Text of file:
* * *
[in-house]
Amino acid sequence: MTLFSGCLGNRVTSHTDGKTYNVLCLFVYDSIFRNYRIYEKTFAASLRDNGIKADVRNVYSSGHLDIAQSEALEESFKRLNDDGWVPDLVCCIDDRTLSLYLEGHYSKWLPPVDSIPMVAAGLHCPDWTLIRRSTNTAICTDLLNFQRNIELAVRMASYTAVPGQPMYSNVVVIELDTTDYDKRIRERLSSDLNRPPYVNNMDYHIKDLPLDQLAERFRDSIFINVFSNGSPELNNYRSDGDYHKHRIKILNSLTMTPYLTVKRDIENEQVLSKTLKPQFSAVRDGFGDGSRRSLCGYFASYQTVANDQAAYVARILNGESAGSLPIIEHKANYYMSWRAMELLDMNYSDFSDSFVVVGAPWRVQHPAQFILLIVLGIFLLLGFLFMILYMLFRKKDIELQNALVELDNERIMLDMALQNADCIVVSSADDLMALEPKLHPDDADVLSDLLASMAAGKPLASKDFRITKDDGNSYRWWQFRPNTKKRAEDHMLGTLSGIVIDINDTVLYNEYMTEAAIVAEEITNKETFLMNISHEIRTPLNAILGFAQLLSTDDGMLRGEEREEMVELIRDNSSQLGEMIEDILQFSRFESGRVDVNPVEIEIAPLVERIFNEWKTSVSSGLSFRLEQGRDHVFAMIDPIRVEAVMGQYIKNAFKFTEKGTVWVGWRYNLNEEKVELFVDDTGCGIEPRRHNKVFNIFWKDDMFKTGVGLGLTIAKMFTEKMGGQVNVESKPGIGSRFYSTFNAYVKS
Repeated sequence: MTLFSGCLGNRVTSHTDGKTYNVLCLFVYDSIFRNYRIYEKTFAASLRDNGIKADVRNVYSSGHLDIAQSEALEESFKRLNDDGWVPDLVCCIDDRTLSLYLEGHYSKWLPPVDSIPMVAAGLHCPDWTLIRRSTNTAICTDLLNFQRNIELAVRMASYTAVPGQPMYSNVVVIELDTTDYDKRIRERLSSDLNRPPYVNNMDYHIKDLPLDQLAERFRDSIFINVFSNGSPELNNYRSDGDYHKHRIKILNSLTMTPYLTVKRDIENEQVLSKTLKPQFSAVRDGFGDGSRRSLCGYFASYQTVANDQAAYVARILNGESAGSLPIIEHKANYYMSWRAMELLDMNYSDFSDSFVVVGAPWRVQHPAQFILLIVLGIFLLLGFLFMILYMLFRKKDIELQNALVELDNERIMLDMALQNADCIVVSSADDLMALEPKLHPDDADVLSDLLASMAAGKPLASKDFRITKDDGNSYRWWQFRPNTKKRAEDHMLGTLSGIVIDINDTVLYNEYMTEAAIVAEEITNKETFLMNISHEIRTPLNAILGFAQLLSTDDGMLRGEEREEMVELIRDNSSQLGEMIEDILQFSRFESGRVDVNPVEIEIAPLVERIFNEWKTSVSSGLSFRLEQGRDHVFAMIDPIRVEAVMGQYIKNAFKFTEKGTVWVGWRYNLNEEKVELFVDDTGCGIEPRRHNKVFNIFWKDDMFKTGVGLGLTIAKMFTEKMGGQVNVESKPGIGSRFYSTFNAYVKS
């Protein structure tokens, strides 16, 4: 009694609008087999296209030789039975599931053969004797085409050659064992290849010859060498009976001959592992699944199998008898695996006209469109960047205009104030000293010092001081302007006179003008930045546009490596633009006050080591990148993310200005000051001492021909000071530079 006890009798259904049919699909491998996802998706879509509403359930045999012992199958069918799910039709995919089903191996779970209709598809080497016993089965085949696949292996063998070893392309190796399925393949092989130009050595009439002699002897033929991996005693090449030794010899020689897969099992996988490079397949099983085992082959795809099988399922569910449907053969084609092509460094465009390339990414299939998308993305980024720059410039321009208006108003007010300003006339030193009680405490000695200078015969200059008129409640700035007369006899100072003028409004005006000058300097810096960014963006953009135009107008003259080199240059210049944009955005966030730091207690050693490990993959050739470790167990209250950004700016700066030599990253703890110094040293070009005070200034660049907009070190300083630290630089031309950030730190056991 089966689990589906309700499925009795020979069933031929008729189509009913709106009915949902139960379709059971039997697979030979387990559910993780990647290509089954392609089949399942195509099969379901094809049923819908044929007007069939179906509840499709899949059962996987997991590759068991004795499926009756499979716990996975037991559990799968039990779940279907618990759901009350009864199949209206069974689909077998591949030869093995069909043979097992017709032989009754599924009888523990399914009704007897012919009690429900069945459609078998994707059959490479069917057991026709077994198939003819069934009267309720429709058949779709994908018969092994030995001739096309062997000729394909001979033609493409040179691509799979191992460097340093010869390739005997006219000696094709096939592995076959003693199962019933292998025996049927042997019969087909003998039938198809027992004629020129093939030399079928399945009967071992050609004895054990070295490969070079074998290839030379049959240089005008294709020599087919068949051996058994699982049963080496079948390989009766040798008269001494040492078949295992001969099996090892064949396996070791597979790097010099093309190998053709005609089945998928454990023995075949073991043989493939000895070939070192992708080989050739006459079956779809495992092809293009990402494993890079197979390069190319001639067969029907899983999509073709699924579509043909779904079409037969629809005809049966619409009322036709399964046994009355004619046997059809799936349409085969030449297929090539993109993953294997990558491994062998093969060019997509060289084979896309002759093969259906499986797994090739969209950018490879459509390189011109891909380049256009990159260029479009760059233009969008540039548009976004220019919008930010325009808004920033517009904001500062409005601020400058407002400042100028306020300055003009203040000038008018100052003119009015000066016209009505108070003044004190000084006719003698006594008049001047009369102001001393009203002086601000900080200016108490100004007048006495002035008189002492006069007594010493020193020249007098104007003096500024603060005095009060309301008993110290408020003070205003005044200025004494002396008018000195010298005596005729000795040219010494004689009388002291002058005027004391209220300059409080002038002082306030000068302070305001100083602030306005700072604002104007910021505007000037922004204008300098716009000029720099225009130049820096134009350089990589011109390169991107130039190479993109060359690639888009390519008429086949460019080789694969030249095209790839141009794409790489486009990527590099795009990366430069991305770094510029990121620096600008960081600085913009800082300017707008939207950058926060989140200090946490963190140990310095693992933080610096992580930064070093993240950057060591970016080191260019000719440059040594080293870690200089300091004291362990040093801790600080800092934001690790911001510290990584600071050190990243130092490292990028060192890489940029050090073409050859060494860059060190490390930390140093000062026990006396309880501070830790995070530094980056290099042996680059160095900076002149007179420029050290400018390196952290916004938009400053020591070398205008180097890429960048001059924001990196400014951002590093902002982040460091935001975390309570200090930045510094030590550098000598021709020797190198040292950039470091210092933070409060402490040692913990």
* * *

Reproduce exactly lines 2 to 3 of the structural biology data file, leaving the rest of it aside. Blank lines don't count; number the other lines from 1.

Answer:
Amino acid sequence: MTLFSGCLGNRVTSHTDGKTYNVLCLFVYDSIFRNYRIYEKTFAASLRDNGIKADVRNVYSSGHLDIAQSEALEESFKRLNDDGWVPDLVCCIDDRTLSLYLEGHYSKWLPPVDSIPMVAAGLHCPDWTLIRRSTNTAICTDLLNFQRNIELAVRMASYTAVPGQPMYSNVVVIELDTTDYDKRIRERLSSDLNRPPYVNNMDYHIKDLPLDQLAERFRDSIFINVFSNGSPELNNYRSDGDYHKHRIKILNSLTMTPYLTVKRDIENEQVLSKTLKPQFSAVRDGFGDGSRRSLCGYFASYQTVANDQAAYVARILNGESAGSLPIIEHKANYYMSWRAMELLDMNYSDFSDSFVVVGAPWRVQHPAQFILLIVLGIFLLLGFLFMILYMLFRKKDIELQNALVELDNERIMLDMALQNADCIVVSSADDLMALEPKLHPDDADVLSDLLASMAAGKPLASKDFRITKDDGNSYRWWQFRPNTKKRAEDHMLGTLSGIVIDINDTVLYNEYMTEAAIVAEEITNKETFLMNISHEIRTPLNAILGFAQLLSTDDGMLRGEEREEMVELIRDNSSQLGEMIEDILQFSRFESGRVDVNPVEIEIAPLVERIFNEWKTSVSSGLSFRLEQGRDHVFAMIDPIRVEAVMGQYIKNAFKFTEKGTVWVGWRYNLNEEKVELFVDDTGCGIEPRRHNKVFNIFWKDDMFKTGVGLGLTIAKMFTEKMGGQVNVESKPGIGSRFYSTFNAYVKS
Repeated sequence: MTLFSGCLGNRVTSHTDGKTYNVLCLFVYDSIFRNYRIYEKTFAASLRDNGIKADVRNVYSSGHLDIAQSEALEESFKRLNDDGWVPDLVCCIDDRTLSLYLEGHYSKWLPPVDSIPMVAAGLHCPDWTLIRRSTNTAICTDLLNFQRNIELAVRMASYTAVPGQPMYSNVVVIELDTTDYDKRIRERLSSDLNRPPYVNNMDYHIKDLPLDQLAERFRDSIFINVFSNGSPELNNYRSDGDYHKHRIKILNSLTMTPYLTVKRDIENEQVLSKTLKPQFSAVRDGFGDGSRRSLCGYFASYQTVANDQAAYVARILNGESAGSLPIIEHKANYYMSWRAMELLDMNYSDFSDSFVVVGAPWRVQHPAQFILLIVLGIFLLLGFLFMILYMLFRKKDIELQNALVELDNERIMLDMALQNADCIVVSSADDLMALEPKLHPDDADVLSDLLASMAAGKPLASKDFRITKDDGNSYRWWQFRPNTKKRAEDHMLGTLSGIVIDINDTVLYNEYMTEAAIVAEEITNKETFLMNISHEIRTPLNAILGFAQLLSTDDGMLRGEEREEMVELIRDNSSQLGEMIEDILQFSRFESGRVDVNPVEIEIAPLVERIFNEWKTSVSSGLSFRLEQGRDHVFAMIDPIRVEAVMGQYIKNAFKFTEKGTVWVGWRYNLNEEKVELFVDDTGCGIEPRRHNKVFNIFWKDDMFKTGVGLGLTIAKMFTEKMGGQVNVESKPGIGSRFYSTFNAYVKS